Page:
Interior responds that the evaluation was consistent with the terms of the RFP, but that Phoenix merely disagrees with the agency’s evaluation approach and the evaluators’ judgments about the significance of omissions from its proposal.  See AR at 8; Supplemental AR at 5. 

We disagree.  The evaluation of Phoenix’s proposal under the aircraft operations capability subfactor was significantly driven by the assessment, on a go/no go basis, of whether the proposal complied with numerous individual specifications found in RFP sections A and B.  The evaluation was also significantly affected by whether Phoenix provided a property management plan, rather than an assessment of the performance risk of the firm’s approach to performing these aircraft services.  We do not think that a reasonable offeror should have understood from the stated evaluation criteria, or from the information requested in the offeror capability form, that specific responses to each of the specifications in RFP Sections A and B and a property management plan were important proposal elements.  Accordingly, we sustain the protest because the application of these unstated evaluation criteria significantly lowered the assessment of Phoenix’s proposal.[12]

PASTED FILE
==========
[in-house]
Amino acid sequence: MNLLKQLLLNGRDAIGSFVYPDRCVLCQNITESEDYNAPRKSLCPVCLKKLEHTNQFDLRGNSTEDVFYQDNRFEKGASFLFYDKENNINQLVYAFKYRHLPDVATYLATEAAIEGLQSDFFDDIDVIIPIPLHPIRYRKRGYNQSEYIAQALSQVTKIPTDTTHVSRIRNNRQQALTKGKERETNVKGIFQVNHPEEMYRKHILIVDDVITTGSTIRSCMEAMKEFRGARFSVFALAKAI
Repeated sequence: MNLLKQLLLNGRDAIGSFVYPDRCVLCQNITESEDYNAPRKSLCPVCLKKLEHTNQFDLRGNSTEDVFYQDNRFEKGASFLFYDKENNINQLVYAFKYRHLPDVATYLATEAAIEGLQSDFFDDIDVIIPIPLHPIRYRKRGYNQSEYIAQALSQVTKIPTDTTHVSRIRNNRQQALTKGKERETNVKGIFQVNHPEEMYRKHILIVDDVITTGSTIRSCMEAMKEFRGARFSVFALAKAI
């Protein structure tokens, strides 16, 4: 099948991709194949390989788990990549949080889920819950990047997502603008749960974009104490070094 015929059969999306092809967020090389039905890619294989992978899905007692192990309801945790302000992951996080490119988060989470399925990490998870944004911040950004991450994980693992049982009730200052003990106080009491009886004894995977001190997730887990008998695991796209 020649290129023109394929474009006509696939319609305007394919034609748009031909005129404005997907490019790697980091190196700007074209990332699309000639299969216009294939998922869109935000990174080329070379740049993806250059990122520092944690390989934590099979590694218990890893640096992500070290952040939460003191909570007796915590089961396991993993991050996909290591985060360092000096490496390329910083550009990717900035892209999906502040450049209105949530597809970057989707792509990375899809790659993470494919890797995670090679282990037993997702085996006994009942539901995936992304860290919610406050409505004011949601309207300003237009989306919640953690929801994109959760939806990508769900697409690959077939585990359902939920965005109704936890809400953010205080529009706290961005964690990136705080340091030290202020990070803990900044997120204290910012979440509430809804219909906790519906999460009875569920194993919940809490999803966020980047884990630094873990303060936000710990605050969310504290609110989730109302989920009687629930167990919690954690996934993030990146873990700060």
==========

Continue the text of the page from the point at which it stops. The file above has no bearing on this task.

RECOMMENDATION